But if you scratch the surface a little, reality is bitter-sweet and Italians know how to suffer, as well. To make it simple, our Greek cousins were stranded on our coastline long ago and found landscape and climate enjoyable. They brought with them an unequaled aesthetic taste that Romans managed to corrupt and sublimate at a slow pace, in the millenary cycle of Empire rise and fall. Armored with genius, Romans ruled the world and after the Empire slowly succombed its own contradictions, the soft spot they left in the middle of Europe teased appetite of people from everywhere, who arrived or left Italy to plunder, trade, paint, love, write, sail, plot, play music, build cathedrals, conquer. After all this simmering of arts, ambition, passions, Italian people was born uneven, attracted by good and evil in a symmetric way; our eyes relentlessly chase sin, beauty and other unreachable ideals, like in a Piero Della Francesca perspective.

“After all this simmering of arts, ambition, passions, Italian people was born uneven, attracted by good and evil in a symmetric way; our eyes relentlessly chase sin, beauty and other unreachable ideals, like in a Piero Della Francesca perspective”

The French expression “pourriture noble” could be translated in English by “noble decay” and designates a bacterium exploited in wine making to produce some of the sweetest and most delicious wines. Italy is undergoing a noble decay process for centuries now, and  cycles bring us ripe fruits such as Renaissance and more sterile periods.

“Italy is undergoing a noble decay process for centuries now, and  cycles bring us ripe fruits such as Renaissance and more sterile periods”

So, this is it: for those who want to grasp how tragic and beautiful Italian public life has been in recent past, I have put together faces and images that are an hymn to tragedy and creativity, to Italians we love and admire. To those that from time to time, still managed to awaken our weary pride and distracted us for a moment from our important occupations, like flirting or cooking spaghetti ai frutti di mare!

If I shot a movie on Italy, it would be like this

Original Soundtrack

Francesco de GregoriViva l’Italia

Starring: in order of appearance

Enzo Ferrari and Gilles Villeneuve

Gabriele Salvatores Mediterraneo, Academy Award for Best Foreign Language Film in 1991

Architect Renzo Piano

Burt Lancaster and Claudia Cardinale in Luchino Visconti‘s Il Gattopardo, from Tomasi di Lampedusa novel

Director Claudio Abbado

Sergio Leone and Robert De Niro at C’era una Volta in America screening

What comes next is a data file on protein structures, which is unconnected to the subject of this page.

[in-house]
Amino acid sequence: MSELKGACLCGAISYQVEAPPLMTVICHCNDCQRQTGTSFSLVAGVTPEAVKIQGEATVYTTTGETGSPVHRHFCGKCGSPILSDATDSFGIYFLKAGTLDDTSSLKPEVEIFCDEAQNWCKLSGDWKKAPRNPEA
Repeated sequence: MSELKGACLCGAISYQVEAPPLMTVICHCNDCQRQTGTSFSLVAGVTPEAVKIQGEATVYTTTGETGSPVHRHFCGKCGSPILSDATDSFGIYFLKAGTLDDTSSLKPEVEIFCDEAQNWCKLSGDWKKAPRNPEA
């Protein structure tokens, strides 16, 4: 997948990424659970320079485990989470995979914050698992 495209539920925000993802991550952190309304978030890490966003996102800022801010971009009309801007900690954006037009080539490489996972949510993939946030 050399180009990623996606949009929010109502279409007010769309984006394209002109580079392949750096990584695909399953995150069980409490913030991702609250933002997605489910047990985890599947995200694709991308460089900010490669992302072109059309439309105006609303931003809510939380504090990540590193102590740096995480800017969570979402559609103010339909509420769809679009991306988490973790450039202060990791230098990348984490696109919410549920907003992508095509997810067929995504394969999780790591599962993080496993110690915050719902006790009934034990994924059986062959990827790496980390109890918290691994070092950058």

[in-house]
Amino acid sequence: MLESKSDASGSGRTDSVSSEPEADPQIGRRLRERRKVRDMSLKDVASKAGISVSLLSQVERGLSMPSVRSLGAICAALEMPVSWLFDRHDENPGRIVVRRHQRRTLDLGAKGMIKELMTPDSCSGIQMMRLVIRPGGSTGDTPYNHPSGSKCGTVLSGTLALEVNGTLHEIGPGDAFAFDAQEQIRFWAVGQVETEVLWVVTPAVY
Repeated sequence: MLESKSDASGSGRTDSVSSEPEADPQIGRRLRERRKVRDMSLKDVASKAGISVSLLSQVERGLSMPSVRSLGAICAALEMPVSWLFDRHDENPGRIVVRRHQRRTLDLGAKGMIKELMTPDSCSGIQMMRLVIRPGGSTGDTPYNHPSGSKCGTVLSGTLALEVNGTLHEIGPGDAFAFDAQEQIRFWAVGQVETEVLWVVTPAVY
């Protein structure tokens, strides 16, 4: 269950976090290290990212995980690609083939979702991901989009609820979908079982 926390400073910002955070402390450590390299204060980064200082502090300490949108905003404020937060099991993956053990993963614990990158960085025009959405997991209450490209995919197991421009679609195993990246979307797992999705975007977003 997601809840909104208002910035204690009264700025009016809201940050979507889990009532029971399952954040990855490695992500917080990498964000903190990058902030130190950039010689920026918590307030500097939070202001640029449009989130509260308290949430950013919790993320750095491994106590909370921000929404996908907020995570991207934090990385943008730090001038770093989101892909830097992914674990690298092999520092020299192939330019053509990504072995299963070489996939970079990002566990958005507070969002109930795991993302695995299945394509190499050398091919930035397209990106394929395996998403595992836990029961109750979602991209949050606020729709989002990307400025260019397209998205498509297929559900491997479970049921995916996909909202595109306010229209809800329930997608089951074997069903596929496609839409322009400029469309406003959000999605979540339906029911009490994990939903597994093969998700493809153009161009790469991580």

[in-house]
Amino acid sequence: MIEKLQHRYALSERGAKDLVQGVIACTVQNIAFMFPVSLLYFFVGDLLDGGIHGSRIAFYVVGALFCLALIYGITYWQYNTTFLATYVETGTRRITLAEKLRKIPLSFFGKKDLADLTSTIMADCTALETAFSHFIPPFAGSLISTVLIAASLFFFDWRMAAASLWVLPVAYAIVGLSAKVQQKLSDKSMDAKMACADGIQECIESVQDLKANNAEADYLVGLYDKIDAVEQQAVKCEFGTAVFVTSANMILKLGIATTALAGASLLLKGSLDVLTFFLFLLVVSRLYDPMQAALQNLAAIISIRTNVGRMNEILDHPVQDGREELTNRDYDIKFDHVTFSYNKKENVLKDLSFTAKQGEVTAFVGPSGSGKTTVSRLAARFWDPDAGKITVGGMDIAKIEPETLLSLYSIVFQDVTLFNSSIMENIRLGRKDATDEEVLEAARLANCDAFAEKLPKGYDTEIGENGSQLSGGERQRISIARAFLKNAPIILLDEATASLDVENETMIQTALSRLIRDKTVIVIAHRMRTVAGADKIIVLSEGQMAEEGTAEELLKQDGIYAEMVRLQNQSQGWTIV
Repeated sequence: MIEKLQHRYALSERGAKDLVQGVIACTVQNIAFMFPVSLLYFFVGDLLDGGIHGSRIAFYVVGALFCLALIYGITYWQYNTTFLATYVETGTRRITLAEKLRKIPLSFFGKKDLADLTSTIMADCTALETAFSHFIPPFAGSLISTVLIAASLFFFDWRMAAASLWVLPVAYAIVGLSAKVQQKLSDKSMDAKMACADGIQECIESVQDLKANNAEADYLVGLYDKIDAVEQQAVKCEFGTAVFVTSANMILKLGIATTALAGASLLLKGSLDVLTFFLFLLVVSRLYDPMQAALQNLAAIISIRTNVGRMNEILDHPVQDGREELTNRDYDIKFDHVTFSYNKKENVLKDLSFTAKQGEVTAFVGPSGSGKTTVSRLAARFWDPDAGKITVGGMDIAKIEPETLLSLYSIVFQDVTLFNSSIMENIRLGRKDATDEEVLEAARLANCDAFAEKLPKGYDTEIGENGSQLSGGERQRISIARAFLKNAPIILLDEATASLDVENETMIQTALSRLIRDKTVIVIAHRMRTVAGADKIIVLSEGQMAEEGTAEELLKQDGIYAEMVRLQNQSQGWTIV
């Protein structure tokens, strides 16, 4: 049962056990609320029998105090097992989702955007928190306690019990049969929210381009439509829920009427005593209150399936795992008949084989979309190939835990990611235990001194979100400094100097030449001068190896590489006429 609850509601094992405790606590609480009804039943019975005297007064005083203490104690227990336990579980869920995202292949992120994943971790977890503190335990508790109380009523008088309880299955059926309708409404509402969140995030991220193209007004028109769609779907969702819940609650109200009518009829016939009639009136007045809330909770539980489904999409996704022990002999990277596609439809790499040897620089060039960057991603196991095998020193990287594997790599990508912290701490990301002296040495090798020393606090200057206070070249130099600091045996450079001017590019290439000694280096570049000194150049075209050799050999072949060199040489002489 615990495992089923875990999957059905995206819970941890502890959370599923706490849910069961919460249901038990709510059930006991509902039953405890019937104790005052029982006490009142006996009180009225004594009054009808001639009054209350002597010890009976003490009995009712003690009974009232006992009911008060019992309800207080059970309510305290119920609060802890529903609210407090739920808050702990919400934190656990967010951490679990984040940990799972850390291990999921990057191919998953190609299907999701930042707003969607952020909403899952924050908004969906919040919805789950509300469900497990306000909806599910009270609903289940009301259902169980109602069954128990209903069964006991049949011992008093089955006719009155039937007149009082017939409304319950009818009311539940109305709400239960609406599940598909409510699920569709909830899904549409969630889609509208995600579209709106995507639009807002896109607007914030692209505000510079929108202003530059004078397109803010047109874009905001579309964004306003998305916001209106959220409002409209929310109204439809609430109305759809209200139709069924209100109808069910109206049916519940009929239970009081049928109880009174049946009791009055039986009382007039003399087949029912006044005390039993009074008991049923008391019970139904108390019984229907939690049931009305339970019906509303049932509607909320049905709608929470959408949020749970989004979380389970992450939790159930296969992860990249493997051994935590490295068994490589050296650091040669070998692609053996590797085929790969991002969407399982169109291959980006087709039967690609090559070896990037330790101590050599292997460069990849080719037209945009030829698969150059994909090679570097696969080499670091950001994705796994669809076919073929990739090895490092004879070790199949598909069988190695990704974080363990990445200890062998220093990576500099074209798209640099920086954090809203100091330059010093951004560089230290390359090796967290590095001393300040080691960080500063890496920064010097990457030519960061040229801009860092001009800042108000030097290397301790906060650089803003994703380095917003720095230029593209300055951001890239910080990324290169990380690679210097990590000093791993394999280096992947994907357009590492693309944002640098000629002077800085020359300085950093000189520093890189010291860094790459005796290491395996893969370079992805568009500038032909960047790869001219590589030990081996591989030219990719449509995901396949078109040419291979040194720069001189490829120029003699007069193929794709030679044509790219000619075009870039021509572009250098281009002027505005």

Federico Fellini, Marcello Mastroianni and Sophia Loren on Otto e Mezzo shooting

Fiat 500 – Urban scene in Florence

Paolo Rossi and Enzo Bearzot at 1982 football world cup in Spain

Sprinter Pietro Mennea

Giorgio Armani, an icon of style

Anita Ekberg and Marcello Mastroianni in Federico Fellini‘s La Dolce Vita

Songwriter Fabrizio De Andre’

Years of lead

Bud Spencer and Terence Hill

Enzo Bearzot and Sandro Pertini at 1982 football world cup in Spain

Vittorio Gassman on his Vespa

Hugo Pratt‘s Corto Maltese

Iconic Tuscany

Songwriters Giorgio Gaber and Enzo Jannacci

Alfa Romeo Duetto Spider

Marcello Mastroianni, Sophia Loren and Vittorio De Sica

Legendary Vespa Piaggio scooter

Nanni Moretti on his Vespa in Rome

Writer Dino Buzzati

Writer Umberto Eco

Marco Tardelli and Claudio Gentile at 1982 football world cup in Spain

Vlora ship in Bari, 8th of August 1991

Milo Manara sketch

Judges Giovanni Falcone and Paolo Borsellino, both killed by the mob in 1992

Gilles Villeneuve, arguably the most spectacular F1 driver ever, and his Ferrari

Writer Italo Calvino

Songwriters Lucio Dalla and Francesco De Gregori during Banana Republic tour in 1979

Beware of the wolf (of Wall Street)

wall street.png

The story

Recent investment narrative is dominated by dark stories like 2008 Lehman Brothers collapse. Names like Bernie Madoff and Jerome Kerviel sound familiar to most of us while Jordan Belfort even made it to become a modern days icon in Martin Scorsese The Wolf of Wall Street.

Newspapers headlines screaming of latest Wall Street crackdown trigger our worst fears and effectively spoon feed active fund management business. Anguished by paranoia, many are forced to believe they need a captain to steer their boat in dangerous waters of speculation and run to financial advisors, begging to be ripped off. Simple and effective mass psychology: we get scared by complexity we do not understand and surrender to panic, thinking that a professional investment salesman will “know it better”.

Then come those who believe they’re smarter then others and are seduced by stock picking game. When I came out of uni and was starting my first job, internet technologies created a bunch of individual stock pickers providing online trading platforms to the masses. How ironic is that when internet bubble which gave them the trading tools popped with the power of a Tsunami, self-made stock pickers were washed away by the waves. I was young and irrational back then and I used to say: “I invested most of my money in Rum and Coke and it always paid off”; I still believe Rum and Coke beats stock picking. If you’re tempted by the game, google “stock picking contest”: you’ll find endless stories on how sheeps, monkeys, babies and maids routinely beat celebrity stock pickers.